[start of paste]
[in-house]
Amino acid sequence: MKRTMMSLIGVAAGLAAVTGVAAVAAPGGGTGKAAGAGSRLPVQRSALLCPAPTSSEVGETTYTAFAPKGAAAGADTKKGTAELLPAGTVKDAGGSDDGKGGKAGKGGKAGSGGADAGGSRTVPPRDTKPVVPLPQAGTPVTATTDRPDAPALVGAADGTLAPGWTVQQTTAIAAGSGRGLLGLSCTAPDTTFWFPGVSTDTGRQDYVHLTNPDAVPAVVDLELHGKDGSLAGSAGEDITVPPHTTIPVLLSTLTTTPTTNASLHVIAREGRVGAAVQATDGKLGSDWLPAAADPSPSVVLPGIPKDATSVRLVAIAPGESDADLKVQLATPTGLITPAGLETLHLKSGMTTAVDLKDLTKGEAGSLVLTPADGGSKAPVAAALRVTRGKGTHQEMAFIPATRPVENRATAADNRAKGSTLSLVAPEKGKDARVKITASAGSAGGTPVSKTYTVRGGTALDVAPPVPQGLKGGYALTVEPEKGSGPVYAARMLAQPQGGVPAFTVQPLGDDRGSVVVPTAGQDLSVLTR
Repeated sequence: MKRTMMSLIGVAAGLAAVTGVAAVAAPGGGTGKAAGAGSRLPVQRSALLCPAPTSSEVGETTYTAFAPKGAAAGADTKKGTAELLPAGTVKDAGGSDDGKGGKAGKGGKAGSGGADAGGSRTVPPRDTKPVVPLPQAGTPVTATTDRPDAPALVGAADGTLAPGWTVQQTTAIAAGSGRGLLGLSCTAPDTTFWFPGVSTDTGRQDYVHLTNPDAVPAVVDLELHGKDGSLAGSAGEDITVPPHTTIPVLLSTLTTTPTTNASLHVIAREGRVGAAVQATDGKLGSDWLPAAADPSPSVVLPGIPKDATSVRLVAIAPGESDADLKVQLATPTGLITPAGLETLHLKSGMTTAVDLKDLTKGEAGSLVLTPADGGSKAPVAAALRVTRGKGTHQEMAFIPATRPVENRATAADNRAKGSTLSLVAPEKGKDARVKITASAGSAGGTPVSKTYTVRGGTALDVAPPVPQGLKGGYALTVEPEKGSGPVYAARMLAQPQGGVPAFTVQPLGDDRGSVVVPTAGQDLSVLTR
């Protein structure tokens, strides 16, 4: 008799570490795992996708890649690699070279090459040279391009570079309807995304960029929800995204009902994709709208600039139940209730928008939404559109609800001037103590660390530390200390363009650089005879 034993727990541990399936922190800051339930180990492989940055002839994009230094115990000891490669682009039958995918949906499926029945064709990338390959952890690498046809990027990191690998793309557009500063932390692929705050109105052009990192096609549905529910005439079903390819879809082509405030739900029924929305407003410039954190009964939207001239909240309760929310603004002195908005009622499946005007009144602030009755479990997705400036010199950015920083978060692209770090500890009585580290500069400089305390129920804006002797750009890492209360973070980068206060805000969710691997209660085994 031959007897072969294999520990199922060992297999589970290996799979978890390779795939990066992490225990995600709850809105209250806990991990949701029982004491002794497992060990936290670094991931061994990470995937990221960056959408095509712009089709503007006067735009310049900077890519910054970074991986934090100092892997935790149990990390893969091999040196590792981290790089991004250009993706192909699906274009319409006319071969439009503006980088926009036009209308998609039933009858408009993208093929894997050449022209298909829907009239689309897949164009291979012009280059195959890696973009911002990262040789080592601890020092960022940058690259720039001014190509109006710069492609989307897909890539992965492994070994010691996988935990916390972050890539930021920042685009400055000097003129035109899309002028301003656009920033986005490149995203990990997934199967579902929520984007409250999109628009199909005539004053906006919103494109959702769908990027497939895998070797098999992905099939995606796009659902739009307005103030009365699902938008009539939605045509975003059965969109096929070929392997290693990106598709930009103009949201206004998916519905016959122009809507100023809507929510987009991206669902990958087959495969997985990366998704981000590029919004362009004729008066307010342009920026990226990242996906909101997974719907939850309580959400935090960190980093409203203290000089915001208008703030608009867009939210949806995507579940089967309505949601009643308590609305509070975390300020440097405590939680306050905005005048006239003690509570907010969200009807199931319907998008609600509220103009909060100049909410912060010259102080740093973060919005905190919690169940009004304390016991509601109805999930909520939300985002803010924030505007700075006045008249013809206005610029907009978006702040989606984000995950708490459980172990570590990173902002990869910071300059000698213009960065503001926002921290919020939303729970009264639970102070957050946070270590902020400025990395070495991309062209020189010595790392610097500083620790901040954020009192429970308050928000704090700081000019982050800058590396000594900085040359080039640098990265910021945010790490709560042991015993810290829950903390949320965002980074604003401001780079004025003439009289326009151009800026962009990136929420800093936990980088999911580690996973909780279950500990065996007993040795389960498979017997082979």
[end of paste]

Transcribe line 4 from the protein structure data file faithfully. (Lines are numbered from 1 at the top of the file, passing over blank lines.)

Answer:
């Protein structure tokens, strides 16, 4: 008799570490795992996708890649690699070279090459040279391009570079309807995304960029929800995204009902994709709208600039139940209730928008939404559109609800001037103590660390530390200390363009650089005879 034993727990541990399936922190800051339930180990492989940055002839994009230094115990000891490669682009039958995918949906499926029945064709990338390959952890690498046809990027990191690998793309557009500063932390692929705050109105052009990192096609549905529910005439079903390819879809082509405030739900029924929305407003410039954190009964939207001239909240309760929310603004002195908005009622499946005007009144602030009755479990997705400036010199950015920083978060692209770090500890009585580290500069400089305390129920804006002797750009890492209360973070980068206060805000969710691997209660085994 031959007897072969294999520990199922060992297999589970290996799979978890390779795939990066992490225990995600709850809105209250806990991990949701029982004491002794497992060990936290670094991931061994990470995937990221960056959408095509712009089709503007006067735009310049900077890519910054970074991986934090100092892997935790149990990390893969091999040196590792981290790089991004250009993706192909699906274009319409006319071969439009503006980088926009036009209308998609039933009858408009993208093929894997050449022209298909829907009239689309897949164009291979012009280059195959890696973009911002990262040789080592601890020092960022940058690259720039001014190509109006710069492609989307897909890539992965492994070994010691996988935990916390972050890539930021920042685009400055000097003129035109899309002028301003656009920033986005490149995203990990997934199967579902929520984007409250999109628009199909005539004053906006919103494109959702769908990027497939895998070797098999992905099939995606796009659902739009307005103030009365699902938008009539939605045509975003059965969109096929070929392997290693990106598709930009103009949201206004998916519905016959122009809507100023809507929510987009991206669902990958087959495969997985990366998704981000590029919004362009004729008066307010342009920026990226990242996906909101997974719907939850309580959400935090960190980093409203203290000089915001208008703030608009867009939210949806995507579940089967309505949601009643308590609305509070975390300020440097405590939680306050905005005048006239003690509570907010969200009807199931319907998008609600509220103009909060100049909410912060010259102080740093973060919005905190919690169940009004304390016991509601109805999930909520939300985002803010924030505007700075006045008249013809206005610029907009978006702040989606984000995950708490459980172990570590990173902002990869910071300059000698213009960065503001926002921290919020939303729970009264639970102070957050946070270590902020400025990395070495991309062209020189010595790392610097500083620790901040954020009192429970308050928000704090700081000019982050800058590396000594900085040359080039640098990265910021945010790490709560042991015993810290829950903390949320965002980074604003401001780079004025003439009289326009151009800026962009990136929420800093936990980088999911580690996973909780279950500990065996007993040795389960498979017997082979």